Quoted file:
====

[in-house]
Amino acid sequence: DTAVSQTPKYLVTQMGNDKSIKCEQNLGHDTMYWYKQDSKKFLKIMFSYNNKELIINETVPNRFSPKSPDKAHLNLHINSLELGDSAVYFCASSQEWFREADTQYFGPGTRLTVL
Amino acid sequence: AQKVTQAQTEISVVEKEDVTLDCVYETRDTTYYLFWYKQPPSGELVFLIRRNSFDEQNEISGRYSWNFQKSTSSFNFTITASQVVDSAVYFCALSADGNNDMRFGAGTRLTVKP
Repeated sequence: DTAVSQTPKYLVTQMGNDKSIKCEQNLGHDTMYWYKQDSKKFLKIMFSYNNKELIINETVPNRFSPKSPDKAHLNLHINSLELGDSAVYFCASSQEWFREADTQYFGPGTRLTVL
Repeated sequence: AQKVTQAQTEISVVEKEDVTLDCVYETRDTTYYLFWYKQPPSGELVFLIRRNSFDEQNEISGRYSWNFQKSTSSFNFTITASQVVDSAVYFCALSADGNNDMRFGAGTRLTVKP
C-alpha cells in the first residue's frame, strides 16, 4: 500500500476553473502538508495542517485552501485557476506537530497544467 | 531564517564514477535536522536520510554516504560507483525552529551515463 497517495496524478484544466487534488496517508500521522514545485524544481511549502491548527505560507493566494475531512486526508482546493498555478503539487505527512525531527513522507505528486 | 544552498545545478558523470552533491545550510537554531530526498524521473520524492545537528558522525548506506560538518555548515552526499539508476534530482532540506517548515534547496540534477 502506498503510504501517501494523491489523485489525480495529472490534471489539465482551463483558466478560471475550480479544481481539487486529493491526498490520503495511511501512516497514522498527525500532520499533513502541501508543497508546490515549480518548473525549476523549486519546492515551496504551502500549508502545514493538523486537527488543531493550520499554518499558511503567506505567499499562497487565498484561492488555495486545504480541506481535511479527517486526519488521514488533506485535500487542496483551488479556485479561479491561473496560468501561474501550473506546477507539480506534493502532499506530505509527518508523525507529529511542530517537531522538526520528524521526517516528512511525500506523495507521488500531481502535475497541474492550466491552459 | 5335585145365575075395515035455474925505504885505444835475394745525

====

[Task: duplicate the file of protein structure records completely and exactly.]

[in-house]
Amino acid sequence: DTAVSQTPKYLVTQMGNDKSIKCEQNLGHDTMYWYKQDSKKFLKIMFSYNNKELIINETVPNRFSPKSPDKAHLNLHINSLELGDSAVYFCASSQEWFREADTQYFGPGTRLTVL
Amino acid sequence: AQKVTQAQTEISVVEKEDVTLDCVYETRDTTYYLFWYKQPPSGELVFLIRRNSFDEQNEISGRYSWNFQKSTSSFNFTITASQVVDSAVYFCALSADGNNDMRFGAGTRLTVKP
Repeated sequence: DTAVSQTPKYLVTQMGNDKSIKCEQNLGHDTMYWYKQDSKKFLKIMFSYNNKELIINETVPNRFSPKSPDKAHLNLHINSLELGDSAVYFCASSQEWFREADTQYFGPGTRLTVL
Repeated sequence: AQKVTQAQTEISVVEKEDVTLDCVYETRDTTYYLFWYKQPPSGELVFLIRRNSFDEQNEISGRYSWNFQKSTSSFNFTITASQVVDSAVYFCALSADGNNDMRFGAGTRLTVKP
C-alpha cells in the first residue's frame, strides 16, 4: 500500500476553473502538508495542517485552501485557476506537530497544467 | 531564517564514477535536522536520510554516504560507483525552529551515463 497517495496524478484544466487534488496517508500521522514545485524544481511549502491548527505560507493566494475531512486526508482546493498555478503539487505527512525531527513522507505528486 | 544552498545545478558523470552533491545550510537554531530526498524521473520524492545537528558522525548506506560538518555548515552526499539508476534530482532540506517548515534547496540534477 502506498503510504501517501494523491489523485489525480495529472490534471489539465482551463483558466478560471475550480479544481481539487486529493491526498490520503495511511501512516497514522498527525500532520499533513502541501508543497508546490515549480518548473525549476523549486519546492515551496504551502500549508502545514493538523486537527488543531493550520499554518499558511503567506505567499499562497487565498484561492488555495486545504480541506481535511479527517486526519488521514488533506485535500487542496483551488479556485479561479491561473496560468501561474501550473506546477507539480506534493502532499506530505509527518508523525507529529511542530517537531522538526520528524521526517516528512511525500506523495507521488500531481502535475497541474492550466491552459 | 5335585145365575075395515035455474925505504885505444835475394745525